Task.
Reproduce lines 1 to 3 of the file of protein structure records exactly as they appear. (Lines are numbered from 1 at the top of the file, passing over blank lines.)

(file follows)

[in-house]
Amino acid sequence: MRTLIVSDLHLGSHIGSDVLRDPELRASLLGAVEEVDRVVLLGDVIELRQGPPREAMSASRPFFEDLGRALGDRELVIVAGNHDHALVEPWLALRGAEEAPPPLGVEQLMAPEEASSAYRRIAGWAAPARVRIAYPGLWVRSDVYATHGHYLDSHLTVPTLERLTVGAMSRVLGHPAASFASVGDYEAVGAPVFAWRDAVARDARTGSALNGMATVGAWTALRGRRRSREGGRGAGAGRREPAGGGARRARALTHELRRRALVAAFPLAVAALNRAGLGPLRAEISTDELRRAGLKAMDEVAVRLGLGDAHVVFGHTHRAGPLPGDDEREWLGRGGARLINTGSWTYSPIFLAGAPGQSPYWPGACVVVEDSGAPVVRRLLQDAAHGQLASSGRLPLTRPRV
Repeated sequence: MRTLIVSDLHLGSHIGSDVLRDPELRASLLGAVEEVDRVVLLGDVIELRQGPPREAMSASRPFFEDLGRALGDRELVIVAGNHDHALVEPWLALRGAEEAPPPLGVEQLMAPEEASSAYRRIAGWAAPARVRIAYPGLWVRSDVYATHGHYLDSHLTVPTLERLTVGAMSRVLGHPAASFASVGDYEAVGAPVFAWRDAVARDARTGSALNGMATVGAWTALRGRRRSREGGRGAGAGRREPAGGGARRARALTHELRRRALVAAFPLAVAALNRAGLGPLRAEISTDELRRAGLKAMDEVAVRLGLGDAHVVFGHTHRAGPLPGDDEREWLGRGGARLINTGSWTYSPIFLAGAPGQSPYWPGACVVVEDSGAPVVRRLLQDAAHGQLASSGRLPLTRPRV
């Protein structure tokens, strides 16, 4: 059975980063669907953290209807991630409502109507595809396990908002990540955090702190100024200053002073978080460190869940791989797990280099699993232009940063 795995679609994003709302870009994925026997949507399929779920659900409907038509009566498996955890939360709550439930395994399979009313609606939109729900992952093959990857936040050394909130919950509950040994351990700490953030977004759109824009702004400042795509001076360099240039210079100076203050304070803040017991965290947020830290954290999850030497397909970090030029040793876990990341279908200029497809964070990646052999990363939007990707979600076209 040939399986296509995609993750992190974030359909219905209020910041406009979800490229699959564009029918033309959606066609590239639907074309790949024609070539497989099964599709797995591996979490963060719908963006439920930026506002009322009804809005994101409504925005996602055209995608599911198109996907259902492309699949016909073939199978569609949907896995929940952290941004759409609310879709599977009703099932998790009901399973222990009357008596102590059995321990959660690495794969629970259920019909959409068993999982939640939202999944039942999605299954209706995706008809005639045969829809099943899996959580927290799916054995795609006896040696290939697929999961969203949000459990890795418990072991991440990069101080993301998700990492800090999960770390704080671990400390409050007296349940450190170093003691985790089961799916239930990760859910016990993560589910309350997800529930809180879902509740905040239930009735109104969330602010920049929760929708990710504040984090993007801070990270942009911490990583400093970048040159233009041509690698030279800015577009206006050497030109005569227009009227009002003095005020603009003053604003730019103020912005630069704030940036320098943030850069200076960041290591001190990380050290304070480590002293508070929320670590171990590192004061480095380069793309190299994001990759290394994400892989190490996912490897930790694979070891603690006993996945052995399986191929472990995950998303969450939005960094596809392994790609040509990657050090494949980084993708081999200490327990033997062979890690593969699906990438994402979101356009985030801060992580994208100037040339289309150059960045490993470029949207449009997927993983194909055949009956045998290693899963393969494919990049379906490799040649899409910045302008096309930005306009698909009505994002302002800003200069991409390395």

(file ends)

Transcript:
[in-house]
Amino acid sequence: MRTLIVSDLHLGSHIGSDVLRDPELRASLLGAVEEVDRVVLLGDVIELRQGPPREAMSASRPFFEDLGRALGDRELVIVAGNHDHALVEPWLALRGAEEAPPPLGVEQLMAPEEASSAYRRIAGWAAPARVRIAYPGLWVRSDVYATHGHYLDSHLTVPTLERLTVGAMSRVLGHPAASFASVGDYEAVGAPVFAWRDAVARDARTGSALNGMATVGAWTALRGRRRSREGGRGAGAGRREPAGGGARRARALTHELRRRALVAAFPLAVAALNRAGLGPLRAEISTDELRRAGLKAMDEVAVRLGLGDAHVVFGHTHRAGPLPGDDEREWLGRGGARLINTGSWTYSPIFLAGAPGQSPYWPGACVVVEDSGAPVVRRLLQDAAHGQLASSGRLPLTRPRV
Repeated sequence: MRTLIVSDLHLGSHIGSDVLRDPELRASLLGAVEEVDRVVLLGDVIELRQGPPREAMSASRPFFEDLGRALGDRELVIVAGNHDHALVEPWLALRGAEEAPPPLGVEQLMAPEEASSAYRRIAGWAAPARVRIAYPGLWVRSDVYATHGHYLDSHLTVPTLERLTVGAMSRVLGHPAASFASVGDYEAVGAPVFAWRDAVARDARTGSALNGMATVGAWTALRGRRRSREGGRGAGAGRREPAGGGARRARALTHELRRRALVAAFPLAVAALNRAGLGPLRAEISTDELRRAGLKAMDEVAVRLGLGDAHVVFGHTHRAGPLPGDDEREWLGRGGARLINTGSWTYSPIFLAGAPGQSPYWPGACVVVEDSGAPVVRRLLQDAAHGQLASSGRLPLTRPRV